I always thought that to get legally married in California, you had to (1) get a license, (2) perform the ceremony, and (3) mail in your certificate.
Apparently I was wrong. Or so holds the Court of Appeal. Even when you deliberately don't do (3), you're still married.
This case arises because Joseph and Tanya Cantarella got "married" in 1991 in front of a judge, and all was well with the thing, except after they mailed in their certificate and had it twice rejected for various defects, Joe and Tanya decided that rather than send it in a third time and have it accepted, they'd "stay" formally unmarried in order to get the tax benefits. So they never registered the marriage. A decade later, they got married "for real" and registered this time. Then in another decade, they got divorced, and the question arose regarding how long they'd been "actually" married -- since this mattered for spousal support. Joe said they'd only been "really" married since 2000, whereas Tanya says the 1991 ceremony did the trick.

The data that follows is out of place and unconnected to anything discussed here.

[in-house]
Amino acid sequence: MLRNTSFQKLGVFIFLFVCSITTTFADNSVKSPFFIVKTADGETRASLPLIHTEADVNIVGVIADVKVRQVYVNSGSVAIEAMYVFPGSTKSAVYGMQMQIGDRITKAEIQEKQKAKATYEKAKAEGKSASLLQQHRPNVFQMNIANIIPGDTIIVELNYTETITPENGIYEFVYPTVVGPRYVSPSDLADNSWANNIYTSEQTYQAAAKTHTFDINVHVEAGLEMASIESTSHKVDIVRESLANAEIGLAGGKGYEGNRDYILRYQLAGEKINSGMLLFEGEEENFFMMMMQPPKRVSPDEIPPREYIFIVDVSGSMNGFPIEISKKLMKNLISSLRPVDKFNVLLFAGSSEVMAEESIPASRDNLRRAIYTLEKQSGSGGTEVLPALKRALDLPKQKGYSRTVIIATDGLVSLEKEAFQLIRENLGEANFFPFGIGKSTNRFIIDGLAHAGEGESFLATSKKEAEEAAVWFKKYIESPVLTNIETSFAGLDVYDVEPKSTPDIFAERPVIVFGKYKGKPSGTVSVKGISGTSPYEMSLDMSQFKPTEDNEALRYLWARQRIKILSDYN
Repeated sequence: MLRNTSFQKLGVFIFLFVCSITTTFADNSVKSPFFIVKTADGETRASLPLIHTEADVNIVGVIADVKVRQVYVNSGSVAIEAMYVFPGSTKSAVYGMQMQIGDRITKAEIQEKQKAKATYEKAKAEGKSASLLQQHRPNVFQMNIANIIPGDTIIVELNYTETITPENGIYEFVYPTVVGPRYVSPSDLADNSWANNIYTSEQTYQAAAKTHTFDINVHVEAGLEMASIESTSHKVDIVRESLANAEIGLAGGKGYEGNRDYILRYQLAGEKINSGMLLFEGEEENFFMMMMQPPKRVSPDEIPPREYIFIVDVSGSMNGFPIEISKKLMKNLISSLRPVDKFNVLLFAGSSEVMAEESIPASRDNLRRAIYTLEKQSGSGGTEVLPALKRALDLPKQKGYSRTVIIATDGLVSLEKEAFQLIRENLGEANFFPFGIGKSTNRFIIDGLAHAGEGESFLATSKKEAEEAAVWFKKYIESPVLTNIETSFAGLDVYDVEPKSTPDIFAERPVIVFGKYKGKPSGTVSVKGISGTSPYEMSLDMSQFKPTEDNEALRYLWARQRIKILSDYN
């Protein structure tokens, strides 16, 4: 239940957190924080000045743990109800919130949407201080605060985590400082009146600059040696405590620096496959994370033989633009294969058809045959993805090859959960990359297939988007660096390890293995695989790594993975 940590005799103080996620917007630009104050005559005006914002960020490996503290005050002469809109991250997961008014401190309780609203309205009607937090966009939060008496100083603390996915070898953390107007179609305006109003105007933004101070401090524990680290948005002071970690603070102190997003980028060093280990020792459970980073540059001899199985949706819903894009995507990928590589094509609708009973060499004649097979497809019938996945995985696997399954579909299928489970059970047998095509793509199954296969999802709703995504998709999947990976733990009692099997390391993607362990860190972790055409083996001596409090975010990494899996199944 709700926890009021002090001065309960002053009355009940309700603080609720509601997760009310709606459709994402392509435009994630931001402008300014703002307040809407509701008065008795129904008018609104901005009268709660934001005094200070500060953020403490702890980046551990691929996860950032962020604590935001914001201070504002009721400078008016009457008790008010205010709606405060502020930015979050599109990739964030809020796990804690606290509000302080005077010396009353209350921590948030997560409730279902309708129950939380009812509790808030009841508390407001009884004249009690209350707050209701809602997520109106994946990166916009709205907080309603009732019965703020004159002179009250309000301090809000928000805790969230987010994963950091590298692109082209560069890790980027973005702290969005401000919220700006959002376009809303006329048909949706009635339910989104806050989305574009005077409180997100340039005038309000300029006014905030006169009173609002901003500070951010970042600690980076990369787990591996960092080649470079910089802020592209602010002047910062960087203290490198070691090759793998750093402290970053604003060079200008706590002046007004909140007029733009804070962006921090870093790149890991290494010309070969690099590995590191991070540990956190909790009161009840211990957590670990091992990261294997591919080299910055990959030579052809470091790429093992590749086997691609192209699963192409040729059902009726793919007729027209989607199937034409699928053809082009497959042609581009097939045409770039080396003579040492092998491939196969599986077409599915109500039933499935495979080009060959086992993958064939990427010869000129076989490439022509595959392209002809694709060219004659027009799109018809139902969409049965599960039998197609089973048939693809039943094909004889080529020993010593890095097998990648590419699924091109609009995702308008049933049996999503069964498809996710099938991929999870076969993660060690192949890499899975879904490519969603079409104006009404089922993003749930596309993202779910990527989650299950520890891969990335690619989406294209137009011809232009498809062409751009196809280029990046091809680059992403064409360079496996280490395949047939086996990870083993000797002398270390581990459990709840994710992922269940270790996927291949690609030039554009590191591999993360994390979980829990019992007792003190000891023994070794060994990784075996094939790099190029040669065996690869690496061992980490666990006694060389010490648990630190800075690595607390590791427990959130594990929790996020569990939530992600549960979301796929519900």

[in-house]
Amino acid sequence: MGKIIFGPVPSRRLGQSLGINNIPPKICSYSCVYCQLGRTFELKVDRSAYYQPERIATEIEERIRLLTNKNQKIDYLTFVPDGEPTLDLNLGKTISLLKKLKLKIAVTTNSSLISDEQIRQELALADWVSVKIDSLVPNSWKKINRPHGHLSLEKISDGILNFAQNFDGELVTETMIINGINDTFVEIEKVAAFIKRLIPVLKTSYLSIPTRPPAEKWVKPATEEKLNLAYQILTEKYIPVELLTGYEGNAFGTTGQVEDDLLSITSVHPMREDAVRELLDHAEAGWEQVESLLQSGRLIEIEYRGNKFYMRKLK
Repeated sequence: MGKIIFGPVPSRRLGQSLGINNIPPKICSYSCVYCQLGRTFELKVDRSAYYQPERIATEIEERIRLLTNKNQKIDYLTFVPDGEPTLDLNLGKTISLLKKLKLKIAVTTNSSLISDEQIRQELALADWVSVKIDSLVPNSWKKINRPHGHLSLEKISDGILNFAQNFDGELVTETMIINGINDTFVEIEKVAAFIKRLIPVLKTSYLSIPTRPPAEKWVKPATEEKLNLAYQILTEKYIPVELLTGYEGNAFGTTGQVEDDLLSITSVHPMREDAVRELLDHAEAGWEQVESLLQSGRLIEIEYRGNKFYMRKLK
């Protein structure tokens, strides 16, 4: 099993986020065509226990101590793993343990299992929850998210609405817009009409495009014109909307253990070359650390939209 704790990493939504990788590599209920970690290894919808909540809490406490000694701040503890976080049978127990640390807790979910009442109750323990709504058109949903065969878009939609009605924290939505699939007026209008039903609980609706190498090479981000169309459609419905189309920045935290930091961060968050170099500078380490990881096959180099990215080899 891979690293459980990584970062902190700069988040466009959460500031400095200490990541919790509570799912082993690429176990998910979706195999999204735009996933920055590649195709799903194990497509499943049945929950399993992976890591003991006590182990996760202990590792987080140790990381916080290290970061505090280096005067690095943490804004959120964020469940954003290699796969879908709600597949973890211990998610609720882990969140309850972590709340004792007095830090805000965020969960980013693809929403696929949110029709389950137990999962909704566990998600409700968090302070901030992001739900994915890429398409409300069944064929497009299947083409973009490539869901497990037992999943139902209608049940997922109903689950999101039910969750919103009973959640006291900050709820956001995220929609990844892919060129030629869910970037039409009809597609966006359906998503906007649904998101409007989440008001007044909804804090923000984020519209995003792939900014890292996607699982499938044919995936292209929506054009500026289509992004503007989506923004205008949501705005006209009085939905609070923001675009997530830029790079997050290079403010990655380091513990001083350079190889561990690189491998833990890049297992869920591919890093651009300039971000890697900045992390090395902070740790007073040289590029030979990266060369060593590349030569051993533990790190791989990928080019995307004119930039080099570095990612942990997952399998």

The Court of Appeal agreed with Tanya. Sending in your certificate, and registering your marriage, is helpful. But even if you deliberately refrain from doing so -- and even if you get material benefits therefrom, including claiming that you are "single" on your tax return -- the marriage still counts.
So maybe here's another money-making possibility as well. Get married, have the ceremony, and get all the benefits. But don't mail in the form, at which point the state doesn't know that you're married, and claim to be single on your tax returns. Thus obviating the marriage penalty while still getting all the benefits.
You just have to make sure you're spouse is up for it. Which, at least on my end, I'm quite positive is not the case. Sandy's no Tanya.